Many financial experts agree that retirement planning and savings should begin as early in life as possible, and this is so that the individual can take advantage of compound interest, the time power of money and more. However, it is easy to put off retirement savings for another when retirement seems like it is in the distant future. This is even more true when there is a current need for the cash, such as to pay off debts, to pay the mortgage or to pay for the kids' college. While it may be easy and even common to put off retirement planning and saving for another day, many will have the unfortunate realization that they waited too long to start saving. For those who are getting a late start with retirement planning and savings, there are a few key steps to take to jump start these efforts.
When getting a late start with retirement savings, decisions regarding where every dollar is allocated are important. Because of this, setting goals and developing a strategic plan are important steps to take. Research the options for staying in a current home after retirement versus moving to a potentially more affordable place to live. Learn the amount of Social Security benefits that will be received in retirement. Create an estimated budget to determine how much additional money is required to live comfortably in retirement. Take into account inflation, and keep in mind that retirement often spans across decades. Many will need significantly more money to live in retirement in later years than during the first few years after retirement, and budget and planning efforts should take this into account.
Focus on Paying Down the Mortgage and Other Debts
A key step to retirement planning is to minimize debts and expenses. Less money is needed to live on in retirement if regular living expenses only include insurance and medical expenses, utilities, food and gas. A key strategy to plan for retirement is to pay down a mortgage and to ultimately eliminate other debts. Consider refinancing the mortgage if necessary. By establishing the mortgage on a shorter term, more of each payment will be applied toward principal. Furthermore, a better payment schedule that results in the home being owned free and clear within a fewer number of years will be established. Some may use home equity to pay off other debts. This can be beneficial for those who have high interest credit card debt or other forms of revolving debt that may be more difficult to pay off. Some homeowners may find that they can set up lower total debt payment, build equity faster and pay off other debts by refinancing. An alternative, however, is to roll credit debt and other loans into a single personal loan with a term that is advantageous for retirement planning efforts.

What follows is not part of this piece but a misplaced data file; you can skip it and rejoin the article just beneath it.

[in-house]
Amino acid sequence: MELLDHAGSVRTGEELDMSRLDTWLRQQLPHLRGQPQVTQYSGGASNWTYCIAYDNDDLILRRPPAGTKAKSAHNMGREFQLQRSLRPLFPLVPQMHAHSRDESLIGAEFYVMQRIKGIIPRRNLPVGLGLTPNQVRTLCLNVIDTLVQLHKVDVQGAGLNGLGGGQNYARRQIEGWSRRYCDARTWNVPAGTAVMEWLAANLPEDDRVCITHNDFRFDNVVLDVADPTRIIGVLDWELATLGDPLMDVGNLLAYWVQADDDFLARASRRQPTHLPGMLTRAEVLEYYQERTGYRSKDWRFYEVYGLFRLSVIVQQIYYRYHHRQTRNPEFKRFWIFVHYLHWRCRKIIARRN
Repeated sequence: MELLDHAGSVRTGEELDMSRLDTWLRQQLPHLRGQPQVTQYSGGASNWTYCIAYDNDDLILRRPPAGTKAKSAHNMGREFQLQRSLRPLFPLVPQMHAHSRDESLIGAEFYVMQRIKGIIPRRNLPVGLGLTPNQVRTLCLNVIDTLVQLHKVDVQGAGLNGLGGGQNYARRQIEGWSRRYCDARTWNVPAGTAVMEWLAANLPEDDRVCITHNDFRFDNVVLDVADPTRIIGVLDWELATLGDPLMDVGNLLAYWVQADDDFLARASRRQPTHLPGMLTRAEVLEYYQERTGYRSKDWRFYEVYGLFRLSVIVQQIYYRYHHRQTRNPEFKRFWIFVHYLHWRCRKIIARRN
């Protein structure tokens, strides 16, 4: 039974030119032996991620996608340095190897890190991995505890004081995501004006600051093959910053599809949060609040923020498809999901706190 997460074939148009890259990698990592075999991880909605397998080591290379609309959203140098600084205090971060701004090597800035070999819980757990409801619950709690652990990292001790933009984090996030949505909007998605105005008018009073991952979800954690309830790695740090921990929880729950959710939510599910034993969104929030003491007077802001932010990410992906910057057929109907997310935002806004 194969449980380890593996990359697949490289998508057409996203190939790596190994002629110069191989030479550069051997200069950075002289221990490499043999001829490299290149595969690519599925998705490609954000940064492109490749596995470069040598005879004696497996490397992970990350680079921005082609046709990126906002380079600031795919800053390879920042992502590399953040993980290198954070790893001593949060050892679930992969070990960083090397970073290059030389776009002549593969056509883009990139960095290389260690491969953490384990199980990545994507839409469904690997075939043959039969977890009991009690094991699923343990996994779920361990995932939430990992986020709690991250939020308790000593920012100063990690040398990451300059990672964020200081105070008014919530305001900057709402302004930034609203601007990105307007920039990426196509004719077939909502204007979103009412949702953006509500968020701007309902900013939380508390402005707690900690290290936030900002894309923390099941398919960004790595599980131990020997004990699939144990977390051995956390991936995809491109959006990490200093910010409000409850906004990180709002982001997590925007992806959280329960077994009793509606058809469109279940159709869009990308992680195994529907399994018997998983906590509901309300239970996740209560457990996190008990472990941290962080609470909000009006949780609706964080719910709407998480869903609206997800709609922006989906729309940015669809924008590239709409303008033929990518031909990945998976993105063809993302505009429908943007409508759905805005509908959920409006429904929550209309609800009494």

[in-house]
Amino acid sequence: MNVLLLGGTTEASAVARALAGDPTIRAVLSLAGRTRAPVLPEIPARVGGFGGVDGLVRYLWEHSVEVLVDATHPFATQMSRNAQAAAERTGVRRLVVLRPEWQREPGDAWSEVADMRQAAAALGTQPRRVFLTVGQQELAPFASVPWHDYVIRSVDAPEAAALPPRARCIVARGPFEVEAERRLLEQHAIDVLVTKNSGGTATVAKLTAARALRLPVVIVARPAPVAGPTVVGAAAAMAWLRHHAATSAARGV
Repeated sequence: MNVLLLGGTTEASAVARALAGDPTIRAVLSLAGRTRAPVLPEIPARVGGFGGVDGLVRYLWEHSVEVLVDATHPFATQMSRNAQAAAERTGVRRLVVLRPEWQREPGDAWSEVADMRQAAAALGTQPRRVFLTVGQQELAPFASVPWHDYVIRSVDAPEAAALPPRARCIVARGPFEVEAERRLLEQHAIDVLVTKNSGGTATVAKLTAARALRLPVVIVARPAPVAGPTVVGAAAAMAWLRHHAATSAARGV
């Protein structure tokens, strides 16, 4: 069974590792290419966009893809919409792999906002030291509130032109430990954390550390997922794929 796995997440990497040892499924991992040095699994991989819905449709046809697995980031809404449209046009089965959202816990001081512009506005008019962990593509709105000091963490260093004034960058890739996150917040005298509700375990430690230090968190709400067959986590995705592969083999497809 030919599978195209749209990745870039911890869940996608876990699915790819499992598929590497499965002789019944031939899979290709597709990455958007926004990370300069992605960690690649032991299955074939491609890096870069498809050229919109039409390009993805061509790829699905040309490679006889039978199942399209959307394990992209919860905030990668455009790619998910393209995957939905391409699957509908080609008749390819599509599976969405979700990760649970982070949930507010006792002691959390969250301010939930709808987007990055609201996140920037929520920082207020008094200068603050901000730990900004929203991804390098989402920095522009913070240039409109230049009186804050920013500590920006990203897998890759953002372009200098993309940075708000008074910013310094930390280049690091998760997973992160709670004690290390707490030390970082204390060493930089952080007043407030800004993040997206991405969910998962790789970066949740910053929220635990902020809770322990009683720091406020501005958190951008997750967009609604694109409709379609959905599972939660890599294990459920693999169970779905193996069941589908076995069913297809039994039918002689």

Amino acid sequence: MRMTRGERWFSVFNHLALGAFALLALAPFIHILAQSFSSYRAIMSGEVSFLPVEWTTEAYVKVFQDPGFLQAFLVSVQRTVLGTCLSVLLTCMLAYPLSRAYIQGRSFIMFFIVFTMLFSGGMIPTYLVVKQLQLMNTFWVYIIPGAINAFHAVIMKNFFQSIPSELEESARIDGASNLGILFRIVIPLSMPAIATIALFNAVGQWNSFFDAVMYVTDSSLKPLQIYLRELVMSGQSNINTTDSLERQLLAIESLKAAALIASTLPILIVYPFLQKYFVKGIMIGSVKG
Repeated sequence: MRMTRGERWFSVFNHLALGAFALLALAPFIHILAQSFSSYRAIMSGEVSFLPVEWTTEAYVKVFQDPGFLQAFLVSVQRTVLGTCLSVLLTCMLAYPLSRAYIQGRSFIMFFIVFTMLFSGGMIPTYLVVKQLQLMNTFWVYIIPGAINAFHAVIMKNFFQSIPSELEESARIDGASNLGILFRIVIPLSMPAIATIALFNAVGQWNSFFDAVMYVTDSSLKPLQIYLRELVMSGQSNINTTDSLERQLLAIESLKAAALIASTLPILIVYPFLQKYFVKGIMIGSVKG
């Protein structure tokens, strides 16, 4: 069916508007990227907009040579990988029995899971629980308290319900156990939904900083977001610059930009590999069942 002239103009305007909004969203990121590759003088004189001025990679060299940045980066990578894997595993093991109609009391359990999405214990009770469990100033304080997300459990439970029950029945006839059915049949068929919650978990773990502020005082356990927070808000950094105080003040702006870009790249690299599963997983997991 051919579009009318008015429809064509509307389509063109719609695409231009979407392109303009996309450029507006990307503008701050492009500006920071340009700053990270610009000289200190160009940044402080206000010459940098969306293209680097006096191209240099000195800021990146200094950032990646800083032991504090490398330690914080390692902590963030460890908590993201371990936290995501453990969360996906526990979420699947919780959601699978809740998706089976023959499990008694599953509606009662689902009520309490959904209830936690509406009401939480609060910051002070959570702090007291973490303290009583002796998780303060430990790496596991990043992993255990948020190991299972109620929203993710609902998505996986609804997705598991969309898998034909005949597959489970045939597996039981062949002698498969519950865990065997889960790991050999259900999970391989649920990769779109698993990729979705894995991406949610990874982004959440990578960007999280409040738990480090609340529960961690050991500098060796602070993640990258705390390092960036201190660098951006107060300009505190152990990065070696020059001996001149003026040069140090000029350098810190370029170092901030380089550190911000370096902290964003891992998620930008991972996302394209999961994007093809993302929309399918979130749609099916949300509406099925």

Free Up Extra Cash for Savings
After determining how much additional income is needed in retirement, take a closer look at current expenses. Consider eliminating or reducing unnecessary expenses, such as a cell phone or cable plan. The payments made for these services could be applied to retirement savings accounts and other savings efforts. Also, consider living more frugally to save money as well as to prepare to live on a tighter budget in retirement.
Maximize Retirement Account Contributions
Many who take the steps of refinancing and consolidating debt as well as trimming the fat from the personal budget may notice that they have several hundred dollars or more per month available for savings that they did not have previously. Learn about maximum contribution limits for retirement accounts available, and consider maxing out the limits. There are tax benefits associated with some of these accounts that may be helpful when trying to catch up with savings. However, remember that it is important to diversify and make sound investment decisions as well.
Think About Other Sources of Income in Retirement
Retirement savings account are commonly used for retirement planning, but they are not the only options available. The ultimate goal in retirement is to have a steady stream of income that can be used to pay for living expenses, and hopefully, there will be enough money available for travel, hobbies and more as well. Retirement account distributions and Social Security payments are among the most common options, but they are not the only options available. Some can generate income from investing in rental properties, purchasing an annuity, stock dividends or even a reverse mortgage on a home. The best retirement plan may take into account a combination of several of these.
It is easy to panic and feel stressed when getting a late start on retirement planning and savings. However, with the proper strategy and focused effort, it may be possible to catch up and to enjoy a comfortable retirement.
By Andre Bradley